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Smoking Under the Influence

by Debra A. Newby

 

DEAR READERS: Do you have a legal question on your mind? If so, please email me. Your name will remain confidential. This Q & A Legal Column is intended as a community service to discuss general legal principles and does not create an attorney-client relationship.

Dear Debra:

Now that California has passed the recreational use of marijuana, I’m curious…will I get busted for driving while high? 

Signed: Stoned and Scared

Dear Not-S & S:

Good question. I think it is fair to say we are all trying to absorb the impacts of the recent election, both from the presidential race, as well as the ballot initiatives that passed, including Proposition 64, which legalized possession and sales of marijuana for recreational use.  

First, you must realize that even though Prop. 64 passed, an entire other set of laws apply to the operation of a motor vehicle…and rightly so. After all, if you are out-and-about behind the wheel of a 4,000-8,000 pound motor vehicle, you have a duty to operate that vehicle with utmost care. That is why California’s DUI Law, codified in CA Vehicle Code section 23152(e) makes it a crime to operate a vehicle under the influence of any alcoholic beverage or drug, including marijuana. The prosecuting attorney must of course show that the substance impaired the driver’s ability to drive. You should also know that California has adopted an implied consent standard, meaning that any person who drives a motor vehicle in our Golden State is deemed to have given their consent to a blood test, if lawfully arrested for a DUI.

So, the technical answer is “yes”, you may get busted for driving high if you are impaired. But, it gets really tricky when one analyzes the reality. For example, most of us know that if you have been drinking and driving, and your blood test is over 0.08%, you are in trouble. Yet, when it comes to cannabis, no similar baseline measure applies. In other states that allow recreational marijuana, like Colorado and Washington, you can be charged and convicted with a DUI if you are found with 5 nanograms of active THC per millimeter of blood. Although California has no specific impairment level for cannabis, the arresting officer can and will rely on other factors to determine whether you are impaired, such as your performance on field tests, your driving pattern and conduct, statements, and the presence of odor and drugs in your car.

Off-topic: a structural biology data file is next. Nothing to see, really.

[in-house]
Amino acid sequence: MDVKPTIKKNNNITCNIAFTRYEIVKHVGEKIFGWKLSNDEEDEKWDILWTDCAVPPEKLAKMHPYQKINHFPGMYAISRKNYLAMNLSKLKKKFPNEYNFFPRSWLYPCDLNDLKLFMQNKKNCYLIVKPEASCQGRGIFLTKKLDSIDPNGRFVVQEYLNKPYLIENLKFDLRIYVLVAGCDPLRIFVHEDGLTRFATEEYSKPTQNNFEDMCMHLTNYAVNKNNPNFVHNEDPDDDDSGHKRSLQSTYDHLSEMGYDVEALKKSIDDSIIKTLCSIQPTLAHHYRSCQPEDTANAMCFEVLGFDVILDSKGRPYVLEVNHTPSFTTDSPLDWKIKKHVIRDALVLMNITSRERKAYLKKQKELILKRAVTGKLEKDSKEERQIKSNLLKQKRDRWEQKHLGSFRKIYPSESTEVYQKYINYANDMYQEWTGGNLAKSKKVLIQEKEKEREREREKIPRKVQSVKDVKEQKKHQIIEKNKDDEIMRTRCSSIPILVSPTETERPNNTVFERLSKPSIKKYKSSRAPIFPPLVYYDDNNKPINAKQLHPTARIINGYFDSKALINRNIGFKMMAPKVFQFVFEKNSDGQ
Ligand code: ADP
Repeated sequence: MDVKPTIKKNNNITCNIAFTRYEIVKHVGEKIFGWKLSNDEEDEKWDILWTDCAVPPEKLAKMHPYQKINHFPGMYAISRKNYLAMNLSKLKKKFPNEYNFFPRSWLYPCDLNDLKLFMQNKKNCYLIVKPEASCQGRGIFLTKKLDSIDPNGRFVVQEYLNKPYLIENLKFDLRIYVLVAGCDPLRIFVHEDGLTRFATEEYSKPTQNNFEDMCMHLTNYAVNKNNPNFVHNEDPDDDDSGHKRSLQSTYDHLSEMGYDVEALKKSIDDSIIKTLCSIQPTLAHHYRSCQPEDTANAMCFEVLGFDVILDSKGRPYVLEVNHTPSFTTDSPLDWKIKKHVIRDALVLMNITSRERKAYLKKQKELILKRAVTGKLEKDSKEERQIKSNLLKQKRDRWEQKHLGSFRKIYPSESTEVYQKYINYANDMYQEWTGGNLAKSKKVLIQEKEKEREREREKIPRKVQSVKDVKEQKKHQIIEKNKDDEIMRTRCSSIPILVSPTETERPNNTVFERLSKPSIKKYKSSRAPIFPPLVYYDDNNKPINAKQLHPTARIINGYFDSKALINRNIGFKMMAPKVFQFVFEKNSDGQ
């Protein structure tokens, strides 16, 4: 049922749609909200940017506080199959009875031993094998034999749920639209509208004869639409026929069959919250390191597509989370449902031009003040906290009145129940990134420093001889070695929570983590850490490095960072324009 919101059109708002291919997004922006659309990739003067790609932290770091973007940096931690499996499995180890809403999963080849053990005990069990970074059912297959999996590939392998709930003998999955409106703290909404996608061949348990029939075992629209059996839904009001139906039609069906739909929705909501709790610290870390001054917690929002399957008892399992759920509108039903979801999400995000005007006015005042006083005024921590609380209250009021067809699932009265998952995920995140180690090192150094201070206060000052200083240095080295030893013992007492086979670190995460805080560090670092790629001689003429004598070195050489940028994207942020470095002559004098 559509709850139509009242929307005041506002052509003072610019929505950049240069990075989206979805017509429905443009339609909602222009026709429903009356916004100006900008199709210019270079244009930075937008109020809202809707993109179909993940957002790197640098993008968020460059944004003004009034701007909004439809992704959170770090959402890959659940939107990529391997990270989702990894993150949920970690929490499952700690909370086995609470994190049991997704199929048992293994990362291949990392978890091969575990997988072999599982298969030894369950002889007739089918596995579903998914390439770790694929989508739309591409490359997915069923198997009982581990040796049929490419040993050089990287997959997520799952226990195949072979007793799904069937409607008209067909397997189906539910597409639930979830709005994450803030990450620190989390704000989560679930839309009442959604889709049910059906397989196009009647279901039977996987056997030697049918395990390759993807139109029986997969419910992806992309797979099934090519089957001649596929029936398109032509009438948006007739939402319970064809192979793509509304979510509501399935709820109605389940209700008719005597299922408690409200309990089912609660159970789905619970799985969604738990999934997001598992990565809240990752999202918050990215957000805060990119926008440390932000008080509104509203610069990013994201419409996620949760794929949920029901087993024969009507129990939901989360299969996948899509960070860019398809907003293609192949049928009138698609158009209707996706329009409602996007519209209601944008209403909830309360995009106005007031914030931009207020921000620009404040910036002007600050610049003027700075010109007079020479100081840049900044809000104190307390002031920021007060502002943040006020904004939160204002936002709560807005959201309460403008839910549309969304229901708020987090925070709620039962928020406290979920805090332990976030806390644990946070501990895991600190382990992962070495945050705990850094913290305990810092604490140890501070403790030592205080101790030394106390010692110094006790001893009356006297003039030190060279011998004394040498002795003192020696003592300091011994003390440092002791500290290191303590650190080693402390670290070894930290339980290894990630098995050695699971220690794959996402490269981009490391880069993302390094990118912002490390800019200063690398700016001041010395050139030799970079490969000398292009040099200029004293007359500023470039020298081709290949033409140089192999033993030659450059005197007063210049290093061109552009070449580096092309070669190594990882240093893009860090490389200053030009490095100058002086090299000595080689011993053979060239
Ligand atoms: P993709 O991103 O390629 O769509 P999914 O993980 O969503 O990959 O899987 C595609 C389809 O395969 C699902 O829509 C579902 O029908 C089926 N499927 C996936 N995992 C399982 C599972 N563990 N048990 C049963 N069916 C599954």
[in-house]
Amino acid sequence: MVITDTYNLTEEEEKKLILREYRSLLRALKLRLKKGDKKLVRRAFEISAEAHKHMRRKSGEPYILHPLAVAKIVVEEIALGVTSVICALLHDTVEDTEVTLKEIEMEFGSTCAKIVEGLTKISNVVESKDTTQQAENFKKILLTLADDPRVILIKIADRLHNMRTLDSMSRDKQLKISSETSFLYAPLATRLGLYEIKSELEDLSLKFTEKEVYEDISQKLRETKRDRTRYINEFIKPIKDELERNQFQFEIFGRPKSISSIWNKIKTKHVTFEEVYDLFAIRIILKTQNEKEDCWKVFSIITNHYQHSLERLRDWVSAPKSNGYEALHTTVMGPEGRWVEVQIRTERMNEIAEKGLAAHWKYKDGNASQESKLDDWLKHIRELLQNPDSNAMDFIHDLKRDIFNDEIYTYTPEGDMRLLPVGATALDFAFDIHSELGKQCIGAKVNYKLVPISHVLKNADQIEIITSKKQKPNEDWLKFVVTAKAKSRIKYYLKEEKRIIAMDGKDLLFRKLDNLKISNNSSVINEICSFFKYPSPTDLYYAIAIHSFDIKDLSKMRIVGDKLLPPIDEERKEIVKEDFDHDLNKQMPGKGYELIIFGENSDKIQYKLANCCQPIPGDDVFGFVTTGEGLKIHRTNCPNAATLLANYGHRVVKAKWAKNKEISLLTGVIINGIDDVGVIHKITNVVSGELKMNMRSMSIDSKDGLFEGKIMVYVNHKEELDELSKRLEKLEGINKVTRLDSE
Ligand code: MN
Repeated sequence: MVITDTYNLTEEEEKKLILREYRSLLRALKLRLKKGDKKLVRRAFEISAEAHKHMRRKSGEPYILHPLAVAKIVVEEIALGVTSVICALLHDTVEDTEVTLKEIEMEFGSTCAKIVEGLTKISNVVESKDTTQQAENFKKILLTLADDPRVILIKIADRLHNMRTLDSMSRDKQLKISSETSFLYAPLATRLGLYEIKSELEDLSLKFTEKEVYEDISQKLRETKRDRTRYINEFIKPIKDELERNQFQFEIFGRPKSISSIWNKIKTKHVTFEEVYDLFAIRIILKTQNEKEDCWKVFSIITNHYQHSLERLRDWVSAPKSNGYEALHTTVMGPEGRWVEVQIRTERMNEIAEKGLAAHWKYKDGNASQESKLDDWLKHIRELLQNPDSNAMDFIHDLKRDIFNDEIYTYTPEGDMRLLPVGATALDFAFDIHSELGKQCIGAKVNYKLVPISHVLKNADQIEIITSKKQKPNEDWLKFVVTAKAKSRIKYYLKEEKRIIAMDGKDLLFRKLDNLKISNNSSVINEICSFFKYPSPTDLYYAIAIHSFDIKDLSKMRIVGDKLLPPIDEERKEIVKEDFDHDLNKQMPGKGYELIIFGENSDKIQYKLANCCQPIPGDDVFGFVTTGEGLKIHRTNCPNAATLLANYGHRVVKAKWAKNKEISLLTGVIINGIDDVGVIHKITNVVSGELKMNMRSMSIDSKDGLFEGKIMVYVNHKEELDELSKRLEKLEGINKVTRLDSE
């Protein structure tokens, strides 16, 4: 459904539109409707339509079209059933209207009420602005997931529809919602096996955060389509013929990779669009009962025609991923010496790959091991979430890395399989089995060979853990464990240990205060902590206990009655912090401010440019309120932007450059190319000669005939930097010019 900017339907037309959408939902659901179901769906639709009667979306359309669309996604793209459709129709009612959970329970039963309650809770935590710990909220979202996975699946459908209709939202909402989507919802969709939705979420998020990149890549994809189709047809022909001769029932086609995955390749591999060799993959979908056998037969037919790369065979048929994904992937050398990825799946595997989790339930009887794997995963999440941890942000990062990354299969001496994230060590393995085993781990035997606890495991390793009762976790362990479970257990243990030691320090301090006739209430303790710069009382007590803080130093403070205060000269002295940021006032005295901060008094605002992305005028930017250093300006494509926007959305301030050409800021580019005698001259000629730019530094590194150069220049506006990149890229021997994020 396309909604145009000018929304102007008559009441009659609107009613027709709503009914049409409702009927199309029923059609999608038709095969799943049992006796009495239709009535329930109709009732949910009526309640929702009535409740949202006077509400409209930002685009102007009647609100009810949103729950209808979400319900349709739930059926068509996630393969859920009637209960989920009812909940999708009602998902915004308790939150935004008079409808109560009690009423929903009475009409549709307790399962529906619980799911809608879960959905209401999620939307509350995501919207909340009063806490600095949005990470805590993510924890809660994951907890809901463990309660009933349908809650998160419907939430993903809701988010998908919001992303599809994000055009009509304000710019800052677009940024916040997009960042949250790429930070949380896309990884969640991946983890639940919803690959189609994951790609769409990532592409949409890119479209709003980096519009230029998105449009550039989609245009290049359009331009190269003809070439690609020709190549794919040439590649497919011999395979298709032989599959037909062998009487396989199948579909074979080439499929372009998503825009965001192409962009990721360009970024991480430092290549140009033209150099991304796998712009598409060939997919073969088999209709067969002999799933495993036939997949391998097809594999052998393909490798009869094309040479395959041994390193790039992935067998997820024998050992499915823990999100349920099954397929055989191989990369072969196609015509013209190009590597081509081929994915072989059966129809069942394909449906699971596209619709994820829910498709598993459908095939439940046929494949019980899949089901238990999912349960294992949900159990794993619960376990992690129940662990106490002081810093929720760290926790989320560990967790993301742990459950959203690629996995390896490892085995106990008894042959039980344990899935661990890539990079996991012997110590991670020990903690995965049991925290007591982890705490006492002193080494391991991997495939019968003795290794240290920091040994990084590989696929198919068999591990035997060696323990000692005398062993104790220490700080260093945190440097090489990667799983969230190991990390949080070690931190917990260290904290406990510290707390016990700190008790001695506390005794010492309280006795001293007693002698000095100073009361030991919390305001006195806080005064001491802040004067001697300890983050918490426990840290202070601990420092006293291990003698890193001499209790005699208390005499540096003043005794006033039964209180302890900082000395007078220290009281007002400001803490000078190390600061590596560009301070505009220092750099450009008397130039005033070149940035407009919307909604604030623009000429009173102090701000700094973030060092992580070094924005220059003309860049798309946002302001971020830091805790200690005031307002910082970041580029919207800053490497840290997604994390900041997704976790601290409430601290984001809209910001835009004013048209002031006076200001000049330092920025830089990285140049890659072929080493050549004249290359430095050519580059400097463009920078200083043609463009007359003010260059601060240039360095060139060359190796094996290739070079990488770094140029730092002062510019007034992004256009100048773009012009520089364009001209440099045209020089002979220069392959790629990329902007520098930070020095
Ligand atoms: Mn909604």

Some observers argue that testing for cannabis levels is unreliable, because THC (delta-9-tetrahydrocannabinol, for my science-driven readers) is fat-soluble and can remain in the driver’s system for hours or even days. If the driver is a chronic cannabis user, then the THC can remain for 2-30 days, depending on what study you read. Lab testing methods include a blood test, urine test (less reliable), and saliva swab test. Given the challenges with testing for cannabis, Prop 64 also earmarked something like $15 million over five years to the Highway Patrol to determine “protocols and best practices” for determining if the driver is under the influence. 

Your question prompts another one in my mind…does smoking MJ impair the ability to drive? The answer to that is rather cloudy, as politics, economic interests, and science twirl about in a Tasmanian-devil-style tornado, each trying to put their forces in play. On one end if the spectrum are folks like NORML, which infers that cannabis is safe and does not impair driving. They even proclaim that the auto fatality rate is unaffected by increased marijuana use, and that stoned drivers are a lot safer than drunk ones (canorml.org/health/driving_info).  

Yet, a report from Colorado based Rocky Mountain High Intensity Drug Trafficking Area, concluded that pot-related fatalities spiked by 32% in 2014, the year Colorado opened retail stores selling cannabis. Also, a report by the American Automobile Foundation for Traffic Safety concluded that 10% of Washington drivers involved in fatal crashes between 2010 and 2014 had marijuana in their system. 

We still have much work to do. So many unknowns. For now, perhaps the best course is to be kind and attentive, not only on the highway, but with each other.

Debra A. Newby is a resident of Monte Rio and has practiced law for 34 years. She is a member of the California, Texas and Sonoma County Bar Associations and currently maintains an active law office in Santa Rosa which emphasizes personal injury law (bicycle/motorcycle/motor vehicle accidents, dog bites, trip and falls, etc.) and expungements (clearing criminal records). Debra can be reached via email (debra@newbylawoffice.com), phone (707-526-7200), or fax (526-7202).